Concert Pharmaceuticals, Inc. today announced that it has achieved a milestone under its licensing agreement with Avanir Pharmaceuticals, Inc. for the development of AVP-786 (also known as CTP-786 or deuterated dextromethorphan). Avanir has successfully completed the first of a two-stage pharmacokinetic study in healthy subjects with AVP-786. The worldwide licensing agreement with Avanir was entered into in 2012.
Based on interim data, Avanir believes that it has identified a formulation of AVP-786 with a comparable pharmacokinetic, safety and tolerability profile to a previously investigated fixed dose combination of dextromethorphan hydrobromide and quinidine sulfate, AVP-923. Avanir has requested a meeting with the FDA to discuss the full development path for AVP-786.
“The results of this study are very encouraging,” said Joao Siffert, MD, chief scientific officer for Avanir. “We were able to successfully replicate the steady-state plasma levels of AVP-923, but with a substantially lower dose of quinidine. Given these results, we believe that AVP-786 would be an ideal candidate to test in one or more of our ongoing clinical programs.”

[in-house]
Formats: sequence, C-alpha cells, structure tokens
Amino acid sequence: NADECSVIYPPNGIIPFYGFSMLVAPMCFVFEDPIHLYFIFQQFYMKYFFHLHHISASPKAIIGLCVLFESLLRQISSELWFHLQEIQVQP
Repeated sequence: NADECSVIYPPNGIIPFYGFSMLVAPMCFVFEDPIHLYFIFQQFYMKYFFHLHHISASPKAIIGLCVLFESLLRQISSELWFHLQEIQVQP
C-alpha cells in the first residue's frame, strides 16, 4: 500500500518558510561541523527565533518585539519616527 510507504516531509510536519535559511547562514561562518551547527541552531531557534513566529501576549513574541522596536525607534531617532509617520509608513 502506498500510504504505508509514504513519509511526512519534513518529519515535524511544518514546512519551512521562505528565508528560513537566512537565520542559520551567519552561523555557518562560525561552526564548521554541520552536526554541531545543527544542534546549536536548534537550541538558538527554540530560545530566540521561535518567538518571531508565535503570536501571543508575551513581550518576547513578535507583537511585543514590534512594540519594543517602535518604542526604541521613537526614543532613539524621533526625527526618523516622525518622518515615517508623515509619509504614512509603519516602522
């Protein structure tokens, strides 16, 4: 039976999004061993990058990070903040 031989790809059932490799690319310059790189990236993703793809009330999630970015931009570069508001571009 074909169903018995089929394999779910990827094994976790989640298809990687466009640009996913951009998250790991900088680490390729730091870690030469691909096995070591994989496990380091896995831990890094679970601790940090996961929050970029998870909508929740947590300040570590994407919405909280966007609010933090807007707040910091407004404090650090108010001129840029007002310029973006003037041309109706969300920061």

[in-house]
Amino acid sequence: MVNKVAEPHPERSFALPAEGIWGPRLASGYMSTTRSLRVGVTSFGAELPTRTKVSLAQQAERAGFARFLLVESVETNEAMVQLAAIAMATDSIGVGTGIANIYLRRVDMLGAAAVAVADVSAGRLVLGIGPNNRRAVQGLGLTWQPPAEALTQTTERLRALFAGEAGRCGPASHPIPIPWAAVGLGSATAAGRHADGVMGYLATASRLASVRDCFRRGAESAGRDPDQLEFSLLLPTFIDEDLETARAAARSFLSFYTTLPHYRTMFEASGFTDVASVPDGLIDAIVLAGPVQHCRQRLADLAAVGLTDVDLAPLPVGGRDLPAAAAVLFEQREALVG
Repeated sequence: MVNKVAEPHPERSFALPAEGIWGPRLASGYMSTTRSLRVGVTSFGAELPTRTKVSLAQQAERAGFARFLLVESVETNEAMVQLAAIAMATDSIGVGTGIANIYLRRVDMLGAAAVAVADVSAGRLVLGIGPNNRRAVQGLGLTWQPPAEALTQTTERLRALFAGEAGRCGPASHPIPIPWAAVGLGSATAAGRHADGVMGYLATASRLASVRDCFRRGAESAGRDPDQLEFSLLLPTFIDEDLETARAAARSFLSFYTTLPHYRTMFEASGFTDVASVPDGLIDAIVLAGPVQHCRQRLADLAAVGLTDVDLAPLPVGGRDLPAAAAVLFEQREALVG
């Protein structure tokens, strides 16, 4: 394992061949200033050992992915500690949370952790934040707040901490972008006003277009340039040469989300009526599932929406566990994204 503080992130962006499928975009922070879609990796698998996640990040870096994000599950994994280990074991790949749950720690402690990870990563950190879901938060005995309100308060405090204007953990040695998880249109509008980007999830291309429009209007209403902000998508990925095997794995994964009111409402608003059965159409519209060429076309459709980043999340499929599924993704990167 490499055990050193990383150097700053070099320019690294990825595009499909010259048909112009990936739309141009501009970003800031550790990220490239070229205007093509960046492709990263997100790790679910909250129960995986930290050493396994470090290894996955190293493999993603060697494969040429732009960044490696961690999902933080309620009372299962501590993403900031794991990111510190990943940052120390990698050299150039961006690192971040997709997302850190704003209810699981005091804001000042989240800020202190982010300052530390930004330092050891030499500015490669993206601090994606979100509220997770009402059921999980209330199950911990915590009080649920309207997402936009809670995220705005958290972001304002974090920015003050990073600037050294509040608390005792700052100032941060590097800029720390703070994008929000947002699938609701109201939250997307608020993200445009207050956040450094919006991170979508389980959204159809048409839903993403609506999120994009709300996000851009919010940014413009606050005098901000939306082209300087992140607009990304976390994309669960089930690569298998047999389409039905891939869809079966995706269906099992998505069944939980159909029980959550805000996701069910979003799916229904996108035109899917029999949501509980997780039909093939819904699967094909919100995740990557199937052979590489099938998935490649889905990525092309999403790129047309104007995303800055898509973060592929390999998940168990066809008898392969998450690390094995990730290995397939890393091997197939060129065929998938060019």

“We are very pleased with these results and with Avanir’s commitment to this program,” said Roger Tung, Ph.D., President and CEO of Concert Pharmaceuticals.
The exclusive license agreement provides Avanir with worldwide rights to develop and commercialize AVP-786 and other deuterium-modified dextromethorphan (d-DM) compounds that are believed to have potential for the treatment of neurological and psychiatric disorders. Under the agreement, Concert is eligible to receive additional milestone payments upon achievement of certain predefined clinical, regulatory and commercial targets. Avanir will continue to have overall responsibility for research, development and commercialization of d-DM compounds, including AVP-786, and Concert is eligible to receive tiered royalties on worldwide sales of any products containing d-DM.
AVP-786 is a novel compound developed through incorporation of deuterium into specific molecular positions of dextromethorphan. The compound maintains similar pharmacology to that of dextromethorphan, but is less susceptible to metabolism by the CYP2D6 enzyme.